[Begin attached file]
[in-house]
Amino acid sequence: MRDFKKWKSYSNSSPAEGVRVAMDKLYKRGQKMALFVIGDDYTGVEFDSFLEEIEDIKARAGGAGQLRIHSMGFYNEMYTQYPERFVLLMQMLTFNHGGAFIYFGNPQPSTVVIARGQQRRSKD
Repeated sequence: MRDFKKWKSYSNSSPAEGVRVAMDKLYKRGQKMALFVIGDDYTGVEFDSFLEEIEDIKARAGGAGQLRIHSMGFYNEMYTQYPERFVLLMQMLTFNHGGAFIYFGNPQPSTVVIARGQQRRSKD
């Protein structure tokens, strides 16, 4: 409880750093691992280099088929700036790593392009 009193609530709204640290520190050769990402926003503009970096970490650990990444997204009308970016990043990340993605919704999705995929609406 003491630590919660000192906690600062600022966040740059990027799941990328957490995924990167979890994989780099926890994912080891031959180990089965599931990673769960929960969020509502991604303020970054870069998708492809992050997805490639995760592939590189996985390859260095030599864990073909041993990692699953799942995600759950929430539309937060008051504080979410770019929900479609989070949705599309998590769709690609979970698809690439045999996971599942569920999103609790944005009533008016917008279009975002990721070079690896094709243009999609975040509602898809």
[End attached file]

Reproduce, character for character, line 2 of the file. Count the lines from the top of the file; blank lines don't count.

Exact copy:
Amino acid sequence: MRDFKKWKSYSNSSPAEGVRVAMDKLYKRGQKMALFVIGDDYTGVEFDSFLEEIEDIKARAGGAGQLRIHSMGFYNEMYTQYPERFVLLMQMLTFNHGGAFIYFGNPQPSTVVIARGQQRRSKD